We have little interest in exploring the ‘why’ a few dozen students, with another thousand or so watching, decided to riot in London, Ontario this past weekend. As the one line of thinking goes, if you are able to explain a bad behaviour, then you are by extension obliged to forgive it.
So, ignoring the possible explanations for why a bunch of idiot college students would think it appropriate to riot during St. Patrick’s Day, or why other morally vacant students would consider this spectacle and rip roaring entertainment, we will choose instead to build on our philosophical discourse last week with our citation of the 2nd Law of Thermodynamics, or the Law of Entropy that states essentially;
“All things seek their lowest energy state”
It’s an important insight to not just science, but to broader society as well, because the Law is applicable to what we see around us day to day. Consider that anarchy, chaos and disorder represent the lowest energy state of a society, Stage I of spiritual development if you agree with M. Scott Peck’s hypothesis. Then on a grander scale what we are engaged in is a daily struggle against the universe, the tendency of all things towards entropy. It is a lot of work. Stasis, or standing still, is not an option; visualize standing still on a slippery muddy slope… eventually you start falling backwards.
So that being said, it is work, to keep a society together, a constant struggle. In that context then we have our riots in London, Vancouver, Toronto where have you… so considering the fight against entropy, we’d argue not so much that the riots must stop, but that they must be stopped. There is a difference. Simply, asking, pleading that the rioters stop is passive, whereby actively stopping the goons would be aggressive and pro-active, a truly anti-entropy endeavor.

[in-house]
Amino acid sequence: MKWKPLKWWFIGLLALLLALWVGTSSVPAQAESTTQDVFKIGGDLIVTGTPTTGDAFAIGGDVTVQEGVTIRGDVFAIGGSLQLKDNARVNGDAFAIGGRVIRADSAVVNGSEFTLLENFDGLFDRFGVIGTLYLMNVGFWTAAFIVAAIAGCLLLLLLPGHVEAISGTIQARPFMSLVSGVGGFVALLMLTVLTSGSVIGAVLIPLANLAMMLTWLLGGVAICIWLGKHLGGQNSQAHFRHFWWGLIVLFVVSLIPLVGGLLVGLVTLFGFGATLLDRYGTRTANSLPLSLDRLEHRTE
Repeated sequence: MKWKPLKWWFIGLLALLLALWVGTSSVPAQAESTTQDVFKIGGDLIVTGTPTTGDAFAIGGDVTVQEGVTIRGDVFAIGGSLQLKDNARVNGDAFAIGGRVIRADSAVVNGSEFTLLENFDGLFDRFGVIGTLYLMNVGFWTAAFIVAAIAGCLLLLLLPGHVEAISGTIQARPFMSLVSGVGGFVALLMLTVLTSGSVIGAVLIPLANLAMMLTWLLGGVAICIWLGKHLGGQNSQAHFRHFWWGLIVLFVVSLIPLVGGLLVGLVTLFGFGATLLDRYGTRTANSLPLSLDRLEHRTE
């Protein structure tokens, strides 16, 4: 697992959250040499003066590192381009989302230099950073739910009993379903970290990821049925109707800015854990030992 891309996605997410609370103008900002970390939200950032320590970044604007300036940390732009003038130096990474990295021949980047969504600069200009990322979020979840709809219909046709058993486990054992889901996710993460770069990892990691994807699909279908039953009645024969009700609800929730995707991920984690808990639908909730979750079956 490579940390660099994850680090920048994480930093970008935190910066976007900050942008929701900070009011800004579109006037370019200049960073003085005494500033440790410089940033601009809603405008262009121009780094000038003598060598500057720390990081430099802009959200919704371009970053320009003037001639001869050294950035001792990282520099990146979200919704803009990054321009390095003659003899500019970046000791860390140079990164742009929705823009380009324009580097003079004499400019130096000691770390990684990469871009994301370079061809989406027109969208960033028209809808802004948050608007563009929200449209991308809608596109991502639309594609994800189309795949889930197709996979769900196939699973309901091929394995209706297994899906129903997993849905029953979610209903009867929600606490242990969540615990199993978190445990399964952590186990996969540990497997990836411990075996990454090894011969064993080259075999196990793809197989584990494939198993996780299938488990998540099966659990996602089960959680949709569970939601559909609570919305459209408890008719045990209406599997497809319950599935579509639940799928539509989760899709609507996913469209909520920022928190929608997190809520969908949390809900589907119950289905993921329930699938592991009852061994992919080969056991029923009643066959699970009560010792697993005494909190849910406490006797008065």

Forget the root causes, forget trying to understand why young hooligans would get drunk and destroy property for no good reason. This behaviour must be stopped. Actively, aggressively and preferably at the moment it is happening.
So into this abyss come our fearless London police, who after sensing the crowd was getting out of hand, withdrew, then returned in force to be pelted with beer bottles and rocks and pieces of wooden fence. And then they pulled a Caledonia, preferring to videotape and take pictures of offenders, documenting the crime in progress with the hopes of identifying them afterwards, while praying for some worthwhile help from social media.
Huh. How’s that working for you in Vancouver?
Shame. Where were the rubber bullets? Do they even have such things, or is that some kind of fairy tale fantasy for law and order types?
Nope, instead now we are reliant on identification of the culprits subsequent to the crime having been committed, anarchy being tasted, the lowest energy state of our society being flirted with. And quite frankly we aren’t holding our breath for the successful capture of all the idiots that should be publicly caned.
But, for the future, if that’s the way our police want to do things, we here at RA, in our entrepreneurial zeal will be heading off to our world-class product development lab to work on some or all of the following riot-management and post-riot identification devices;
- Water cannons that spray dye, so that all rioters are easily identifiable post-riot;
- Grenades that explode with dye;
- Helicopters dusting the crowd with something like colloidal silver that after inhalation turns the skin blue;
- Massive time-out chairs for the big babies to sit in, but the chairs are so super cushy that the drunks fall asleep instantly;
- Flyers to drop over the crowd during the riot that read, “You are special and you are unique snowflakes”, for the generation raised on self-esteem boosting at all costs. But the twist is the flyers have ink that never comes off their fingers;
- Other ideas
All told, we think even these few ideas as starting points will help us get our rioter-management and rioter-identification business off and running with great success. Because, one thing we can guarantee is that given our lack of interest as a society in actively resisting entropy, we can comfortably predict more and more of these riots in the next couple of years. And again, we don’t care why; we only know that there could be lots of money to be made.